Tale of Two Cities Setting

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The Garret, built to be a depository for firewood and the like, was dim and dark…” This setting describes an attic in the novel The Tale of Two Cities by Charles Dickens. The settings in this book play an important role in expressing all the emotions of the plot. The way Charles Dickens writes, and the type of diction he uses in his descriptions, explains the mood and tone, foreshadows future events, and symbolizes crucial objects. The settings of different scenes set the mood and tone of the scene. When two characters first meet – Mr. Lorry and Miss Manette – Mr. Lorry walks into a dark, slightly lit, room at the Dover Inn. “The obscurity was so difficult to penetrate that Mr. Lorry, picking his way over the well-worn Turkey carpet, suppose Miss Manette to be, for the moment, in some adjacent room, until, having got past the two tall candles, he saw, standing to receive him by the table between them and the fire, a young lady of not more than seventeen, in a riding-cloak and still holding her straw travelling-hat by its ribbon in her hand.

Charles Dickens uses the connotations of the word ‘obscurity’ instead of using the word ‘dark’ to communicate to the reader that the mood of the scene is concealing. Also, while describing the furniture in the sparsely lit room, Charles Dickens writes, “It was a large, dark room, furnished in a funereal manner with black horsehair, and loaded with heavy dark tables. ” The word ‘funereal’ indicates that the tone of the scene is dark and melancholy. A couple chapters later, in a different scene, Mr. Lorry and Miss Manette visit her father up in an attic at the top of a wine shop. On the way up, “.. all the spoilt, sickly vapors seemed to crawl in. ” (pg 44) Dickens’ use of alliteration and personification really imparts the message that this setting is not a healthy place. ‘Crawl’ connotates some stealth that helps the creepiness of the tone be present just like a spider. The mood and tone of a scene are portrayed by the first couple paragraphs in the setting by the use of the author’s word choice.

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Settings can also symbolize anything that is needed in order to understand the scene. In the room where Mr. Lorry met Miss Manette, there are only two candles lighting up the glossy, ‘funereal’ furniture. The reference to death is brought up again when it said, “.. as if they (the candles) were buried, in deep graves of mahogany, and no light to speak of could be expected from them until they were dug out. ”  The gloominess of the room and the repeated funeral allusions symbolize the room being a grave. When Mr. Lorry saw Miss Manette, he saw “.. a pretty figure, a quantity of golden hair, a pair of blue eyes. ” Miss Manette, the perfection of beauty, represents and foreshadows an angel coming to one’s coffin to revive him/her. This comes to be true in the next two chapters when Miss Manette finally meets her father, driven crazy from eighteen years in prison.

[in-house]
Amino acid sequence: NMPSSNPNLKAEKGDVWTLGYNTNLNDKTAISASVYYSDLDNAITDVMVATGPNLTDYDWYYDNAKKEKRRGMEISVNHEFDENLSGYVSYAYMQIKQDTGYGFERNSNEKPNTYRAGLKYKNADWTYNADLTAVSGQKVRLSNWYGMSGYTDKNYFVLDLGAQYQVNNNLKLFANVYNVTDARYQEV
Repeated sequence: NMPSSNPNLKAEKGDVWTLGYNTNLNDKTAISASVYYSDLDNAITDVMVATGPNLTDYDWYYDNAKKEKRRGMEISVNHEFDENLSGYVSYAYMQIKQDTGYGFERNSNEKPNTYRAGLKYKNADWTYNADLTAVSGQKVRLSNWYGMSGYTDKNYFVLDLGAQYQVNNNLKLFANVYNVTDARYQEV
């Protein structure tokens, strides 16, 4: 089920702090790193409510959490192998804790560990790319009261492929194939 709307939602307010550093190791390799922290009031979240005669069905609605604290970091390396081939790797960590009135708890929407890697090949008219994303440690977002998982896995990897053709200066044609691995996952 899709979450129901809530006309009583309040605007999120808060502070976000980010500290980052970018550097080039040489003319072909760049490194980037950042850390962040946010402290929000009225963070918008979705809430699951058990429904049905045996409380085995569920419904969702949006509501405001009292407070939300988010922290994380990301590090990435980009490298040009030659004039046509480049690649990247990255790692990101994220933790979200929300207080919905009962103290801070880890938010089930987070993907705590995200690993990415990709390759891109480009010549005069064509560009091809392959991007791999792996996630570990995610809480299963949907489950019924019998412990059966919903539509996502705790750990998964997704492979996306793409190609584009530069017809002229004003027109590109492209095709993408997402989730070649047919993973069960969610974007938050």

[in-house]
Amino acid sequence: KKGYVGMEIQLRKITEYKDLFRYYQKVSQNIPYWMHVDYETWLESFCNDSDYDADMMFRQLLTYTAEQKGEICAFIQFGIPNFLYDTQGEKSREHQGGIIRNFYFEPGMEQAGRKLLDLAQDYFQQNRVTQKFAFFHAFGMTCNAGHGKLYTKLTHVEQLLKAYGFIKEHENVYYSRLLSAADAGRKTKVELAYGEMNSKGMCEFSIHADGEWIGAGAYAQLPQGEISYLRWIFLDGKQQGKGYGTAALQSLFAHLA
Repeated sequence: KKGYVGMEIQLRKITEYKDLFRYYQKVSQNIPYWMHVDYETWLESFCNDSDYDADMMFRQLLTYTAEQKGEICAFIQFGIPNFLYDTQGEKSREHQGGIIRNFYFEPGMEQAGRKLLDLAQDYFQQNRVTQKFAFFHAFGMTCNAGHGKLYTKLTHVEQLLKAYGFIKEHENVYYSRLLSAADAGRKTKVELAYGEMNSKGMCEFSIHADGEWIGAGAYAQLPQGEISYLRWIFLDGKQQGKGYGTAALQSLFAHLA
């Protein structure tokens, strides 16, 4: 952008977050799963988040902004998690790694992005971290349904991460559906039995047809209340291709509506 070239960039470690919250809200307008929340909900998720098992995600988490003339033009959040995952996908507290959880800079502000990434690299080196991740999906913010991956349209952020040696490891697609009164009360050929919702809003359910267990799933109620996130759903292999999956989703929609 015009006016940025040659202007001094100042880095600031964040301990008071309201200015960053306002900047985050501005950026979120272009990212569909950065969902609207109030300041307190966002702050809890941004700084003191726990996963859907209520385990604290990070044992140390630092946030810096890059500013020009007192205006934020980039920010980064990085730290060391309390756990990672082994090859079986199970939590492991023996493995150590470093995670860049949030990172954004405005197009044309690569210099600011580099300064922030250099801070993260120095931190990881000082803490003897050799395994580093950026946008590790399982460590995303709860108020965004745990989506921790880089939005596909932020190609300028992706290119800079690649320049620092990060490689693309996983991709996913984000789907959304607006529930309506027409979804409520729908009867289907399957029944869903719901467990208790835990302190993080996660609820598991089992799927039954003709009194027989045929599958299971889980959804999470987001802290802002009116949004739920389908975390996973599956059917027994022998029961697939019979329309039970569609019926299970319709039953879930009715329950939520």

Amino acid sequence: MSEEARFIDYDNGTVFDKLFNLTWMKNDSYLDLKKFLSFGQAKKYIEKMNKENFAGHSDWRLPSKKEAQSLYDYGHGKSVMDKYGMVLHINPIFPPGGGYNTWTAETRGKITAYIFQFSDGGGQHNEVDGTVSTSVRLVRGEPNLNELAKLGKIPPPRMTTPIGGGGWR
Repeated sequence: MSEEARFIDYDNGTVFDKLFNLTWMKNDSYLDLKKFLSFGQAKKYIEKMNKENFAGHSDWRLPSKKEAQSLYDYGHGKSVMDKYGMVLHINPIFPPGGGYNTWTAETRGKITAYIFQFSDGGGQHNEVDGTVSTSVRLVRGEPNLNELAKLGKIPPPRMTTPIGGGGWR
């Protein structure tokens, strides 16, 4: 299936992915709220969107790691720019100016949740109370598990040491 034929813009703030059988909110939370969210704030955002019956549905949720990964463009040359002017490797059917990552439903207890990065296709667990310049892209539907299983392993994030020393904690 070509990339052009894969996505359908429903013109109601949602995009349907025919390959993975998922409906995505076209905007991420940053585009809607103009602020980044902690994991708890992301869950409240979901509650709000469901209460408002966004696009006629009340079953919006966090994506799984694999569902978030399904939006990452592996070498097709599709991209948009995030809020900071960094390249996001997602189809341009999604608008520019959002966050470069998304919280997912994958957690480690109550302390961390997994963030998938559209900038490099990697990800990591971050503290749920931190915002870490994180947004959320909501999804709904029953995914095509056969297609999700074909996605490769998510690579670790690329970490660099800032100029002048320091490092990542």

“His cold white head mingled with her radiant hair which warmed and lighted it as though it were the light of Freedom shining on him. (pg 57) This quote, again, symbolizes Miss Manette as a messenger of God, or of Freedom, sent to rescue her father from his own mind. Symbolizing and foreshadowing Miss Manette’s future was present in both scene’s settings. The two scenes that are talked about, are in different parts of the novel, but they are almost identical. The Dover Inn room is only slightly lit, while the Garret is almost completely dark. “Such a scanty portion of light was admitted through these means, that it was difficult, on first coming in, to see anything. Both scenes have a specific object of interest. At the Dover Inn, most of the light is directly on Miss Manette, and in the Garret, a ray of light is shining only on her father. “A broad ray of light fell into the garret, and showed the workman with an unfurnished shoe upon his lap, pausing in his labour. ” Both Miss Manette and her father are introduced in identical situations to show that their futures are intertwined and that they are both blessed by God.

Also, the tones of the two scenes are very alike – quite, suspenseful, and hopeful at the end. At the end of the second scene, the following quote says “.. sitting opposite the buried man who had been dug out, and wondering what subtle powers were for ever lost to him, and what were capable of resoration…”(pg 61) The two scenes complete each other: in the first one, the scene foreshadows that Miss Manette will rescue her father and in the second scene, Miss Manette does actually save her father. The settings of this novel, A Tale of Two Cities, are considerably important. Charles Dickens, the author, wrote the settings to help the reader understand the plot by using unique word choice that sets the mood and tone and also foreshadows parts of the story. Dickens uses similar settings in two different scenes to display that the scenes are related to each other and carry the same message. Setting details are crucial in any novel.

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Tale of Two Cities Setting. (2016, Oct 13). Retrieved from


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